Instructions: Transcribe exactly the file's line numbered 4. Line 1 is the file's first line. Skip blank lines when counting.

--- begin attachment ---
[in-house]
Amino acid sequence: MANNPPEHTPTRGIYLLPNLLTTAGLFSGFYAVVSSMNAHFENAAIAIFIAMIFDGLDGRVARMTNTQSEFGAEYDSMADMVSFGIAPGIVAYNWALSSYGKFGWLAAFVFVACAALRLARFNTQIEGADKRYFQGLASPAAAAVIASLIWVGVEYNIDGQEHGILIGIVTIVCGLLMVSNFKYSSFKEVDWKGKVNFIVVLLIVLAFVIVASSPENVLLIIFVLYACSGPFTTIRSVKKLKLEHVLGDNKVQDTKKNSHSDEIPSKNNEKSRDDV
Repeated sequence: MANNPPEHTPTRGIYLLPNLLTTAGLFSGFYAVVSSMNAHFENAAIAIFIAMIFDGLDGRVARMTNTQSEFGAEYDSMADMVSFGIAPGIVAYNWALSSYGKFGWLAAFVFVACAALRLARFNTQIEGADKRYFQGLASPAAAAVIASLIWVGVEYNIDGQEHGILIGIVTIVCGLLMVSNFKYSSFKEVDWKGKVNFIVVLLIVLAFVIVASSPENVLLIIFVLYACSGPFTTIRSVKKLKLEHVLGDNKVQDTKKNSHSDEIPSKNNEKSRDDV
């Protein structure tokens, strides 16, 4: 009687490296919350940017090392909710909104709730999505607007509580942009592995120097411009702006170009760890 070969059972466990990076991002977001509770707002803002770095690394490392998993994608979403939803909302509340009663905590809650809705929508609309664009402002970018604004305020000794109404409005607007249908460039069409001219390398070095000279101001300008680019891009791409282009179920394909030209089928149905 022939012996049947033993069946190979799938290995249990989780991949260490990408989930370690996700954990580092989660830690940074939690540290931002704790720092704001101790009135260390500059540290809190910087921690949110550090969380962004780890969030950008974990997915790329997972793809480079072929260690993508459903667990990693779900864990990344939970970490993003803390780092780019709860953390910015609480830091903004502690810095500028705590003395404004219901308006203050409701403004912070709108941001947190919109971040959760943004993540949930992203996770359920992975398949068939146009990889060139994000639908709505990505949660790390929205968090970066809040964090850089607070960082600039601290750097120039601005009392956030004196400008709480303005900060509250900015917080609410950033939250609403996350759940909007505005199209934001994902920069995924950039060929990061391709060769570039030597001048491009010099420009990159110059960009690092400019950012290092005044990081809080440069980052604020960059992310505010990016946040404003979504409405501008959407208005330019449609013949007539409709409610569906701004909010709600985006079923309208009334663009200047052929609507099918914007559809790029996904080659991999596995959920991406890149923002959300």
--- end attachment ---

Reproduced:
């Protein structure tokens, strides 16, 4: 009687490296919350940017090392909710909104709730999505607007509580942009592995120097411009702006170009760890 070969059972466990990076991002977001509770707002803002770095690394490392998993994608979403939803909302509340009663905590809650809705929508609309664009402002970018604004305020000794109404409005607007249908460039069409001219390398070095000279101001300008680019891009791409282009179920394909030209089928149905 022939012996049947033993069946190979799938290995249990989780991949260490990408989930370690996700954990580092989660830690940074939690540290931002704790720092704001101790009135260390500059540290809190910087921690949110550090969380962004780890969030950008974990997915790329997972793809480079072929260690993508459903667990990693779900864990990344939970970490993003803390780092780019709860953390910015609480830091903004502690810095500028705590003395404004219901308006203050409701403004912070709108941001947190919109971040959760943004993540949930992203996770359920992975398949068939146009990889060139994000639908709505990505949660790390929205968090970066809040964090850089607070960082600039601290750097120039601005009392956030004196400008709480303005900060509250900015917080609410950033939250609403996350759940909007505005199209934001994902920069995924950039060929990061391709060769570039030597001048491009010099420009990159110059960009690092400019950012290092005044990081809080440069980052604020960059992310505010990016946040404003979504409405501008959407208005330019449609013949007539409709409610569906701004909010709600985006079923309208009334663009200047052929609507099918914007559809790029996904080659991999596995959920991406890149923002959300």